A great deal of the debate over the perceived limitations of the world’s natural resources appears to reflect a lack of understanding of the difference between shortage and scarce. A shortage is generally defined as not enough of something that is needed and scarce is defined as a small amount, not plentiful.
Consider, Super Bowl tickets are scarce, but there is no shortage. If you have the $ you can get a ticket.
The same concept works for almost anything we want or need, although there maybe a time lag in balancing supply and demand.
Think about it. What have we ever run out of? For more than 50 years there have been claims that we were on the verge of running out of oil. Then there have been projections suggesting that the land’s ability to provide food would be outstripped by population growth, and the list of dire forecasts of supposed shortages seems endless. In fact, it is very difficult to actually run out of anything. As the supply decreases relative to demand, the price increases. Higher prices reduced demand. As prices rise, new supplies become economic and innovators are stimulated to seek attractive alternatives. The horse and buggy did not disappear because we ran out of horses or hay.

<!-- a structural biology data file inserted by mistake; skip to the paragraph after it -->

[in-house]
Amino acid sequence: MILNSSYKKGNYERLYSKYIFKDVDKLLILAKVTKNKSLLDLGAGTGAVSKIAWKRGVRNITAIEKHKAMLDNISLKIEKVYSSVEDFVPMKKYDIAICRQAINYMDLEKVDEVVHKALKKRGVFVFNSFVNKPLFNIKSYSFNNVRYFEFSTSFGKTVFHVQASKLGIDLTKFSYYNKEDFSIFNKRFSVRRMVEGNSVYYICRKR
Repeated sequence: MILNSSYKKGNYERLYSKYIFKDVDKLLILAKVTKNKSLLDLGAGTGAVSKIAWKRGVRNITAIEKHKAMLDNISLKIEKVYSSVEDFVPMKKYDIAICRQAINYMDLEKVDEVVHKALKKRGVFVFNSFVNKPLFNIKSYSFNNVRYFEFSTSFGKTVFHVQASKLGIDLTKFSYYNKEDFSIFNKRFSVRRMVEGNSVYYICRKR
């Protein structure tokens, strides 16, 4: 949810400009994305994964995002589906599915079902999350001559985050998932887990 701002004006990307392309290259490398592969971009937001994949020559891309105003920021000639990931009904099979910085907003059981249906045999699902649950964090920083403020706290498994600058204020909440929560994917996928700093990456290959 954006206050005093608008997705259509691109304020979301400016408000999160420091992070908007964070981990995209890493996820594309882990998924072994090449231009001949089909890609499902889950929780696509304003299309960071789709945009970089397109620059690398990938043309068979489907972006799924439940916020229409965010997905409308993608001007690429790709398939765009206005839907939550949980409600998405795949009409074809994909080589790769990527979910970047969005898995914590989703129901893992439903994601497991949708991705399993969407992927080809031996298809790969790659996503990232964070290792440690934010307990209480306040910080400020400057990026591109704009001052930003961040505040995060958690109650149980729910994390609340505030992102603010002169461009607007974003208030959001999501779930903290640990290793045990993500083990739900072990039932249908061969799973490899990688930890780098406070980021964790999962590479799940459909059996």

It has been said that “necessity is the mother of invention”. It is also the precursor to investment opportunity. Shortages, limits and the rewards associated with developing a “better mouse trap”, are all opportunities for investment, whether it is to increase supply, develop alternatives or to capitalize on higher prices.
All comments and suggestions are welcome.
Walter J. Kirchberger, CFA